While it remains to be seen whether the Black Swan decision is a signal that the sun is setting on the use of unpaid interns in the corporate world, employers should certainly proceed with caution if they intend to utilize unpaid interns this summer and beyond. In addition to engaging competent legal counsel, employers who wish to implement an unpaid internship program should also consider the following best practices to limit any argument that interns should have been paid as regular employees:

Ask at the Outset Who Primarily Benefits from the Internship Program. Not surprisingly, courts often tend to see this as the most important factor in the test. If it appears that an intern is simply around to provide free labor that would otherwise be performed by a paid employee, there is a very good chance that a court would find that the intern is entitled to wages for their services. The focus of a compliant internship program should be on providing interns with successful learning opportunities that build transferable skills unique to a specific industry and are aligned with specific learning objectives.

Create Program Materials for the Interns. While a compliant internship program does not necessarily need to mimic the curricula developed in college-level courses, there should be some academic or educational component incorporated in all internships. This would normally include written materials that cover specific learning objectives, shadowing experiences, experiential learning opportunities and traditional classroom learning.

Assign a Mentor to Each Intern. An appropriate mentor can be a valuable resource and wealth of knowledge to an intern. In addition, having a mentor supervise the work of an intern lessons the likelihood that the person will be perceived as having a level of autonomy that would threaten their status as an intern.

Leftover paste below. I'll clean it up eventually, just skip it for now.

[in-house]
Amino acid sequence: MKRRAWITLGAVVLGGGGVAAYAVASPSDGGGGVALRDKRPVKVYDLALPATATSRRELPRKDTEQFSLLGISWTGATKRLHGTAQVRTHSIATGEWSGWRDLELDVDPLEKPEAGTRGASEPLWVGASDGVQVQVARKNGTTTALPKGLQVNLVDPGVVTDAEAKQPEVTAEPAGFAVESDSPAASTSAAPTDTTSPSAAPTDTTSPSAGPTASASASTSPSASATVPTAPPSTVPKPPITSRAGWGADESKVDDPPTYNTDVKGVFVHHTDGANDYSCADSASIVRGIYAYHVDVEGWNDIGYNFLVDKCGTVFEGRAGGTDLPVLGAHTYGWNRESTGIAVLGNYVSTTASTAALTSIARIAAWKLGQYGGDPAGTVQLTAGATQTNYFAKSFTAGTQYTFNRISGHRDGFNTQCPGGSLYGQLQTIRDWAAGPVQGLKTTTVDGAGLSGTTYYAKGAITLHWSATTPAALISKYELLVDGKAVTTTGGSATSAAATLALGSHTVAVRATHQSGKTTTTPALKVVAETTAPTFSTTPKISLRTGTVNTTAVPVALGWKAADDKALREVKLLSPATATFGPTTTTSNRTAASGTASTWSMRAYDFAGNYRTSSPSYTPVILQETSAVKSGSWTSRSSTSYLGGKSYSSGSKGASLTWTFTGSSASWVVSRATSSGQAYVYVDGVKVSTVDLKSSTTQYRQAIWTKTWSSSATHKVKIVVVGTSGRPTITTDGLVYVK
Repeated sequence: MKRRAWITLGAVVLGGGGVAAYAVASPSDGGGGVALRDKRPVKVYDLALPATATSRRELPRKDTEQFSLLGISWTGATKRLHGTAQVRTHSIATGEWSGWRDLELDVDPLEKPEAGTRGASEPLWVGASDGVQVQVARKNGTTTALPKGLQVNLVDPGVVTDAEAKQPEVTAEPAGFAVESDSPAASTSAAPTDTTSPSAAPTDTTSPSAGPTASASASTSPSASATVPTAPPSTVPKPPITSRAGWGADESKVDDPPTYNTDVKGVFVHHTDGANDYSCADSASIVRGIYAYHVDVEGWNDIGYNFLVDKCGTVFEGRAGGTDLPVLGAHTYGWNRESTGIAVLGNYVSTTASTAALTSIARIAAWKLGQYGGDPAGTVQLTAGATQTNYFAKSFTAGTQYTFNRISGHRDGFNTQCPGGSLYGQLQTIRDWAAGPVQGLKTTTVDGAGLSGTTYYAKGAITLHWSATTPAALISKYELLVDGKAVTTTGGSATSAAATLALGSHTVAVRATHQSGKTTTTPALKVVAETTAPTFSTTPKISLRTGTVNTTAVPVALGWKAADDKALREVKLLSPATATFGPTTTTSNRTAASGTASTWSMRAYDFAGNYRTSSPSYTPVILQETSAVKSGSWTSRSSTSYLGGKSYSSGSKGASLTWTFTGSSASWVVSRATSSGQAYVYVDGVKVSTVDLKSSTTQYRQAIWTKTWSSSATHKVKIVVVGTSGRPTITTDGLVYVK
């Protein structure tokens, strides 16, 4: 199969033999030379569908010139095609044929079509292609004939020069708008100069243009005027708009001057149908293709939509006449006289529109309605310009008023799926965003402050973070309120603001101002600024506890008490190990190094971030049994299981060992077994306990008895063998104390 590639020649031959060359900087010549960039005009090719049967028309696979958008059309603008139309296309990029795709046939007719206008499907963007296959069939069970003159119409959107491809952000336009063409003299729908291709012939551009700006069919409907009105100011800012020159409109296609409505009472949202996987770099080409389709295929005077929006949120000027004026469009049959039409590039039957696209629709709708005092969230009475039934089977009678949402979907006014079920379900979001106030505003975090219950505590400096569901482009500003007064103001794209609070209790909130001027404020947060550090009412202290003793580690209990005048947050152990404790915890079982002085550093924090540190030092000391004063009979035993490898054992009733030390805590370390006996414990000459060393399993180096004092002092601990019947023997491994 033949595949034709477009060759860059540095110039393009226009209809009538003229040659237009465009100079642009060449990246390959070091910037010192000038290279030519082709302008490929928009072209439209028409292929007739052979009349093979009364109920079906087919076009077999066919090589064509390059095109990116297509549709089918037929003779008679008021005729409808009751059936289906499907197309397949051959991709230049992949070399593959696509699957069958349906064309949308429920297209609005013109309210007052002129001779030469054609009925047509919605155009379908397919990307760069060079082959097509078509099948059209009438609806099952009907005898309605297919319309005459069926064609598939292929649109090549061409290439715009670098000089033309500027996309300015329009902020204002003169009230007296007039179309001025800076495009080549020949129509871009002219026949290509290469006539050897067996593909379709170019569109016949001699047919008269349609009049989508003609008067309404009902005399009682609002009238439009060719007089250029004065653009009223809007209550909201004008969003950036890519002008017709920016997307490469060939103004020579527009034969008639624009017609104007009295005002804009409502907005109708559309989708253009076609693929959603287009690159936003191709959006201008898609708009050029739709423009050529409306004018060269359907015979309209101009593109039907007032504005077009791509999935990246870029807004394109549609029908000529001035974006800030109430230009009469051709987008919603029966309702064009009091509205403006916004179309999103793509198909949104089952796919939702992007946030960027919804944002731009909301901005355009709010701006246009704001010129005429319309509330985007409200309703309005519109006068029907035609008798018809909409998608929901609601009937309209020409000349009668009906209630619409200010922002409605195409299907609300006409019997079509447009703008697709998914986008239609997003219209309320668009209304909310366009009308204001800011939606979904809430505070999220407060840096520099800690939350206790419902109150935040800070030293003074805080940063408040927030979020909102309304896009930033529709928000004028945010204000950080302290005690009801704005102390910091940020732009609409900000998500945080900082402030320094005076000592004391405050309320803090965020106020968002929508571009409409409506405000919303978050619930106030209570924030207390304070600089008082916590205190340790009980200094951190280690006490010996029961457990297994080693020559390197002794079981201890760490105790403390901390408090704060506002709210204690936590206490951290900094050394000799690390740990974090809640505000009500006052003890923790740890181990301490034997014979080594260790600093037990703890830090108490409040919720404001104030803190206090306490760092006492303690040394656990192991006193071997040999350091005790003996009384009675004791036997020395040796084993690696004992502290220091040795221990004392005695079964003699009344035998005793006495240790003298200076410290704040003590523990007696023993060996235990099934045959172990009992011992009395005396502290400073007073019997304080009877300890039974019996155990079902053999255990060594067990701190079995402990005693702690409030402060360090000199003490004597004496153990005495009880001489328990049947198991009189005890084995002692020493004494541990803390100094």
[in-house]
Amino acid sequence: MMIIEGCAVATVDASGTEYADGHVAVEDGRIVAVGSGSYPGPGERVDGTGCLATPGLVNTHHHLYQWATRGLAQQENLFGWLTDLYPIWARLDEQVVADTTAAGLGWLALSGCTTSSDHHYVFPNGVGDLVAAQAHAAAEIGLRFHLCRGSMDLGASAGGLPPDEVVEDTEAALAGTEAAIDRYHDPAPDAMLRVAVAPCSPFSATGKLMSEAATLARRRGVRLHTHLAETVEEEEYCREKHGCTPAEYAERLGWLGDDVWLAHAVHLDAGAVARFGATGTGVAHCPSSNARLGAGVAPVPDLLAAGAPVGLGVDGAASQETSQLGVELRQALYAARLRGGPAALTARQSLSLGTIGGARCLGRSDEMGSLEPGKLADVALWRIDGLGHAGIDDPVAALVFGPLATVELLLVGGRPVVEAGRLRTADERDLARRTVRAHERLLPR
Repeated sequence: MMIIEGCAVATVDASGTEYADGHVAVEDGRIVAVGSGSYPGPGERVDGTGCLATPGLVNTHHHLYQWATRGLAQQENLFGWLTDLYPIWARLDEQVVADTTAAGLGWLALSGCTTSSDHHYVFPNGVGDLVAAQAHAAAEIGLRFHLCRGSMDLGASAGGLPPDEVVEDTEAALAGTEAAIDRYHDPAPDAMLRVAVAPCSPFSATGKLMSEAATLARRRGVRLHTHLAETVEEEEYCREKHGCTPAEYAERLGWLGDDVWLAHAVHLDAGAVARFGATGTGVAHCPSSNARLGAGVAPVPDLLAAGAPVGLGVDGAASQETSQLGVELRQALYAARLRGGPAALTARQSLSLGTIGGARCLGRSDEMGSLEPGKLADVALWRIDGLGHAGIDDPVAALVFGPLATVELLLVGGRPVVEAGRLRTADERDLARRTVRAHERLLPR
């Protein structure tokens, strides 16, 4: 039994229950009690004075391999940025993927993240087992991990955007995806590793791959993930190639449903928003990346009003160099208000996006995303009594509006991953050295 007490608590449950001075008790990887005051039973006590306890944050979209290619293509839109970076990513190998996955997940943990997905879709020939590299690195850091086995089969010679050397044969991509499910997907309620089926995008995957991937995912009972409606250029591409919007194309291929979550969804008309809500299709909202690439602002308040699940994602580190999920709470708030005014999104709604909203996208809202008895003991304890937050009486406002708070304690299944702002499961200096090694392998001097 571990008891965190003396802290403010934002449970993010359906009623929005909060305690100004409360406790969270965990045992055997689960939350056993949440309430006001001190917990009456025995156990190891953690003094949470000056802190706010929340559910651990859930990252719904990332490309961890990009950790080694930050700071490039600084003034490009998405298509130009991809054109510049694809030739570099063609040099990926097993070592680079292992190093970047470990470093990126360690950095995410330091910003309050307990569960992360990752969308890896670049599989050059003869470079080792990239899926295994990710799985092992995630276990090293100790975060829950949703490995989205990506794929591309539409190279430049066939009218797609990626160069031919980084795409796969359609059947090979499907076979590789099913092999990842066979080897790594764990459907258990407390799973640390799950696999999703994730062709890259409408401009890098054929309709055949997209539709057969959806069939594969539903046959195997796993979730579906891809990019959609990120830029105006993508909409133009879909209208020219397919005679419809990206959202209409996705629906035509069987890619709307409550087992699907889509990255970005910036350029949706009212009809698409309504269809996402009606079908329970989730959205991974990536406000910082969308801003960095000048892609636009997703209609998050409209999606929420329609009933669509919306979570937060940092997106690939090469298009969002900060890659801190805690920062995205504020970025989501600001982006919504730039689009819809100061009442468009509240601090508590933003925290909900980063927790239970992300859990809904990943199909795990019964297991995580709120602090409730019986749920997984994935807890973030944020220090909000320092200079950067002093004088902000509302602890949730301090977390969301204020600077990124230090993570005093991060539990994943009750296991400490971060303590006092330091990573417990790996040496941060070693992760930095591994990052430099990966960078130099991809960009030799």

Get It in Writing. All employers should require interns to sign a written agreement that clearly spells out the purpose of the internship and the business’s expectations for the intern. The agreement should also make clear that interns do not have any expectation of employment at the end of the internship and are not entitled to wages for their time spent as an intern.

Select Interns Based on Scholastic Achievement. Interns should be selected based on their scholastic achievement and demonstrated willingness to learn. Employers that use an intern selection process that is substantially similar to the hiring process for new employees may threaten intern status.

Don’t Forget About Child Labor Laws. When hiring interns, employers must also be aware of the child labor laws that exist in their state. For example, Pennsylvania’s child labor law requires everyone under the age of 18 to have an employment certificate before they can work and restricts the number of hours and industries in which a minor may work. Ohio has a similar law. These laws apply equally to a properly classified unpaid intern and a paid employee.